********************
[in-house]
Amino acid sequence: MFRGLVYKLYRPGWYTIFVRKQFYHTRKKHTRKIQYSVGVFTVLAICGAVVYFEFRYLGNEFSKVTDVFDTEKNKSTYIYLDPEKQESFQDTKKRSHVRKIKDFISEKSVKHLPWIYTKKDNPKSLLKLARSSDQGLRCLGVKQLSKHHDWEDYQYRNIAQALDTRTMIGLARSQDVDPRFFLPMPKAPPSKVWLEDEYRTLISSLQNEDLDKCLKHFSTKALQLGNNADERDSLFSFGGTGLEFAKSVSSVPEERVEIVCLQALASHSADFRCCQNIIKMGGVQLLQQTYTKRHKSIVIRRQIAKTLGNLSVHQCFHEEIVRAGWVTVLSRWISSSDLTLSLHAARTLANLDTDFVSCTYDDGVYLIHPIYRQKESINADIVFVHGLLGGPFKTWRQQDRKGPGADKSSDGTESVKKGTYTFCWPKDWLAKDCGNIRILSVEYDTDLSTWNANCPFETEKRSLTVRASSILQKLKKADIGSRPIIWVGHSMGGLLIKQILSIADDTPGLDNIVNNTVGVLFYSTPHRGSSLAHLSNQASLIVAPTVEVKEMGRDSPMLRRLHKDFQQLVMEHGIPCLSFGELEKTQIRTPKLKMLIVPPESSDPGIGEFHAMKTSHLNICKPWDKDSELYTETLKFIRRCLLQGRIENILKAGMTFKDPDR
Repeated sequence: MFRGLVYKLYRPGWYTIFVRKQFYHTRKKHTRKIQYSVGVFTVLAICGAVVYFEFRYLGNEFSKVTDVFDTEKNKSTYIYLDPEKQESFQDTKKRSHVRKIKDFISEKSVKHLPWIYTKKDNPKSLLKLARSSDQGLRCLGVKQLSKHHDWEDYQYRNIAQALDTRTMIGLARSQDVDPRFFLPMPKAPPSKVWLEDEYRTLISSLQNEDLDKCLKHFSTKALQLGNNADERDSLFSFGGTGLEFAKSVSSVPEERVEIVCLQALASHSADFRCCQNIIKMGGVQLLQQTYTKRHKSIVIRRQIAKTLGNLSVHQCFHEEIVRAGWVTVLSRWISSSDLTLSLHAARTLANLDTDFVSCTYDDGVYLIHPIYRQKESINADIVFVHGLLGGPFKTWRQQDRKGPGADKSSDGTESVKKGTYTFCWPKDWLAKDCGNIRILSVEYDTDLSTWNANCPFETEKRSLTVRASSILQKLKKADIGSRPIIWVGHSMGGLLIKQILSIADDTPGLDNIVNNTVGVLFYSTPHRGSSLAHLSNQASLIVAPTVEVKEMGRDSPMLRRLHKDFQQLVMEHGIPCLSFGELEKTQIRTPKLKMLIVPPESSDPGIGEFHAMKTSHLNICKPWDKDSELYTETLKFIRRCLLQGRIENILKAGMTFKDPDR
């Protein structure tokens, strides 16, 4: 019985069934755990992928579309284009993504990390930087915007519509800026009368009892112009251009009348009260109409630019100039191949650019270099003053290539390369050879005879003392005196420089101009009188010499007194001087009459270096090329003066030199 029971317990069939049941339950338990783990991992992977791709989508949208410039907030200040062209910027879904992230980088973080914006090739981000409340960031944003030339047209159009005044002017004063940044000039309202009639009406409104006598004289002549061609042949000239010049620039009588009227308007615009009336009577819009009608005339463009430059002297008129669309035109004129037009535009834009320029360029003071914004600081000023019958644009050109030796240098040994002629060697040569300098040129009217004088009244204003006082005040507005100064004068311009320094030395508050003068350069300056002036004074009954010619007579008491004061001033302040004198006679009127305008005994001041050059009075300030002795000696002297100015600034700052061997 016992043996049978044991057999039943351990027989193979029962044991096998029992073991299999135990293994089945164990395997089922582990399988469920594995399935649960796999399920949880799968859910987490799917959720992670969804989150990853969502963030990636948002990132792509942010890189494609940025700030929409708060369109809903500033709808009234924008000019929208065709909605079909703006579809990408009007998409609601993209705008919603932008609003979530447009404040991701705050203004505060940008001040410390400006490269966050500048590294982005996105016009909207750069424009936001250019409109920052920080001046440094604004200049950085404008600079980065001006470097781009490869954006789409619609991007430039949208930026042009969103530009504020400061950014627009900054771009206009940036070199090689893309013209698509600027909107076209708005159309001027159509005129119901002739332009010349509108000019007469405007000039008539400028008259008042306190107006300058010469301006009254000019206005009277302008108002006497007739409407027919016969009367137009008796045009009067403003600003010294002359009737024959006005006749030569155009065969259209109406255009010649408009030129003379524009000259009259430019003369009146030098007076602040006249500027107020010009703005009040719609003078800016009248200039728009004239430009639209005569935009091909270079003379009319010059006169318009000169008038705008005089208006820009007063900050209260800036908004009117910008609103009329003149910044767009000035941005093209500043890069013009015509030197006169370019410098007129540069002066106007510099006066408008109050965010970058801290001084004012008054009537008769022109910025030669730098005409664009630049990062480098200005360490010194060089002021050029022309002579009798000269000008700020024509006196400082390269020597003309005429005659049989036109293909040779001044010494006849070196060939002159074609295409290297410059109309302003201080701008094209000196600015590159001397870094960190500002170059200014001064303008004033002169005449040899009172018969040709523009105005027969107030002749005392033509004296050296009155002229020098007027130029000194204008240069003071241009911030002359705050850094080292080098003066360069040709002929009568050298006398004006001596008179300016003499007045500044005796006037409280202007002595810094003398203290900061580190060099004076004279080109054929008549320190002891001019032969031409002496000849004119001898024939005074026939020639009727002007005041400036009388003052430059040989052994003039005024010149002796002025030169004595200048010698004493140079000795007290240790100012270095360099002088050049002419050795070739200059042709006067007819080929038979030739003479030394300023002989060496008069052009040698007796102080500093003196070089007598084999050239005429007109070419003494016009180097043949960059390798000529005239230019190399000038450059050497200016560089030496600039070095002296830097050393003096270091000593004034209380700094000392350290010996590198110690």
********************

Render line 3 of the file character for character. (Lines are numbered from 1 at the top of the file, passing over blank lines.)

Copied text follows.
Repeated sequence: MFRGLVYKLYRPGWYTIFVRKQFYHTRKKHTRKIQYSVGVFTVLAICGAVVYFEFRYLGNEFSKVTDVFDTEKNKSTYIYLDPEKQESFQDTKKRSHVRKIKDFISEKSVKHLPWIYTKKDNPKSLLKLARSSDQGLRCLGVKQLSKHHDWEDYQYRNIAQALDTRTMIGLARSQDVDPRFFLPMPKAPPSKVWLEDEYRTLISSLQNEDLDKCLKHFSTKALQLGNNADERDSLFSFGGTGLEFAKSVSSVPEERVEIVCLQALASHSADFRCCQNIIKMGGVQLLQQTYTKRHKSIVIRRQIAKTLGNLSVHQCFHEEIVRAGWVTVLSRWISSSDLTLSLHAARTLANLDTDFVSCTYDDGVYLIHPIYRQKESINADIVFVHGLLGGPFKTWRQQDRKGPGADKSSDGTESVKKGTYTFCWPKDWLAKDCGNIRILSVEYDTDLSTWNANCPFETEKRSLTVRASSILQKLKKADIGSRPIIWVGHSMGGLLIKQILSIADDTPGLDNIVNNTVGVLFYSTPHRGSSLAHLSNQASLIVAPTVEVKEMGRDSPMLRRLHKDFQQLVMEHGIPCLSFGELEKTQIRTPKLKMLIVPPESSDPGIGEFHAMKTSHLNICKPWDKDSELYTETLKFIRRCLLQGRIENILKAGMTFKDPDR